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Do U.S. Policies On Travel Make ISIS Infiltration A Major Threat?

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Unread 09.03.14, 03:52 AM
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Do U.S. Policies On Travel Make ISIS Infiltration A Major Threat?

09.02.14 09:01 PM

In a disturbing continuance of some federal officials’ refusal to believe that the Islamic State terrorists are bent on establishing a caliphate spanning Iraq and Syria, State Department Deputy Spokeswoman Jen Psaki refused Tuesday to say whether the passports of Americans confirmed to be fighting alongside the terrorists had been revoked.

Last week, reports emerged that government officials are aware of as many as 300 people with U.S. passports who could be fighting under the ISIS flag in Iraq and Syria.

“We know that there are several hundred American passport holders running around with ISIS in Syria or Iraq,” an unidentified senior U.S. official told the Washington Times. “It’s hard to tell whether or not they’re in Syria or moved to Iraq.”

Concerns about American citizens being radicalized by ISIS were inflamed on the heels of reports that American citizens have been identified among ISIS fighters killed in the Middle East.

Even as the threat of radicalized Americans traveling freely appears very real, the State Department officials can’t seem to decide one way or another (or at least they won’t say if they have) if ISIS is a threat to the U.S. homeland.

On Tuesday, State Department Deputy Spokeswoman Jen Psaki refused to tell reporters whether the passports of Americans known to be fighting with ISIS terrorists had been revoked.

Last week, Psaki claimed that her agency has made a top priority of dealing with ISIS-affiliated individuals “who have Western passports, who are able to gain access whether it’s the United States or other allies in western Europe.”

This week, however, Psaki informed reporters that keeping U.S. passport holders with known ties to ISIS out of the country is not simple as it sounds because of legal requirements mandating that the passports be revoked on a case-by-case basis.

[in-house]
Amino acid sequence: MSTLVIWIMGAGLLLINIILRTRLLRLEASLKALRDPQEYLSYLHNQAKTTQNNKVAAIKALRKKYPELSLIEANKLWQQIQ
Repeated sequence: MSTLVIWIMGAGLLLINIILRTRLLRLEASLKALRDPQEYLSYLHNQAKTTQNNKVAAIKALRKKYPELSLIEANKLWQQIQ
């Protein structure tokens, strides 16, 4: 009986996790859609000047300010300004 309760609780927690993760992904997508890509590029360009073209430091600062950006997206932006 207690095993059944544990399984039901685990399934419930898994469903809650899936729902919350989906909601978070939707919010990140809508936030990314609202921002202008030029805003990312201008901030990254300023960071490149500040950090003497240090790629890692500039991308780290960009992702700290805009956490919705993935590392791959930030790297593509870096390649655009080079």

“It’s not as black and white as that,” Psaki said when asked if passports of ISIS cohorts had been revoked. “We [State Department] can revoke passports for a number of reasons.”

If Psaki is correct about one thing, it’s that current U.S. policies involving passports and visas make understanding the full-scale threat of ISIS infiltration of the U.S. very difficult.

Visa waiver programs that make it easy for people with passports from 38 different Western nations to travel to the U.S. could make it much easier for ISIS to operate in the country undetected. During a recent interview on CNN, House Armed Services Committee Vice Chairman Mac Thornberry (R-Texas) said that as many as 3,000 ISIS members could currently hold qualifying passports.

“The numbers vary,” Thornberry continued. “I don’t know the exact number, 2,000 to 3,000, say, have Western passports. It only takes a handful, as we saw on 9/11, to do enormous damage.”

Last week, Representative Mike Rodgers (R-Mich.) similarly warned that ISIS militants are “one plane ticket away from U.S. shores.”

“One of the problems is it’s going unabated for nearly two years, and that draws people from Britain, across Europe, even the United States to go and join the fight,” Rogers said on NBC’s “Meet the Press.”

Unfortunately, even if the State Department were able to say definitively whether it had revoked potential terrorists’ passports and closed visa loopholes, the U.S. would likely remain vulnerable due to complacency at other levels of government.

ABC reported Tuesday that the Department of Homeland Security has lost track of more than 6,000 foreign nationals who entered the nation on student visas.

From the report:
ABC News found that immigration officials have struggled to keep track of the rapidly increasing numbers of foreign students coming to the U.S. — now in excess of one million each year. The immigration agency’s own figures show that 58,000 students overstayed their visas in the past year. Of those, 6,000 were referred to agents for follow-up because they were determined to be of heightened concern.

“They just disappear,” said Sen. Tom Coburn, R-Okla. “They get the visas and they disappear.”

Coburn said since the Sept. 11, 2001 terror attacks, 26 student visa holders have been arrested in the U.S. on terror-related charges.

Tightening up the student visa program was one of the major recommendations made by the 9/11 Commission, after it was determined that the hijacker who flew Flight 77 into the Pentagon, Hani Hanjour, had entered the U.S. on a student visa but never showed up for school.

That, coupled with lax immigration policies along the U.S.’s southern border has led some observers to conclude that a terror attack on scale with the 9/11 tragedy is imminent.

The post Do U.S. Policies On Travel Make ISIS Infiltration A Major Threat? appeared first on Personal Liberty.



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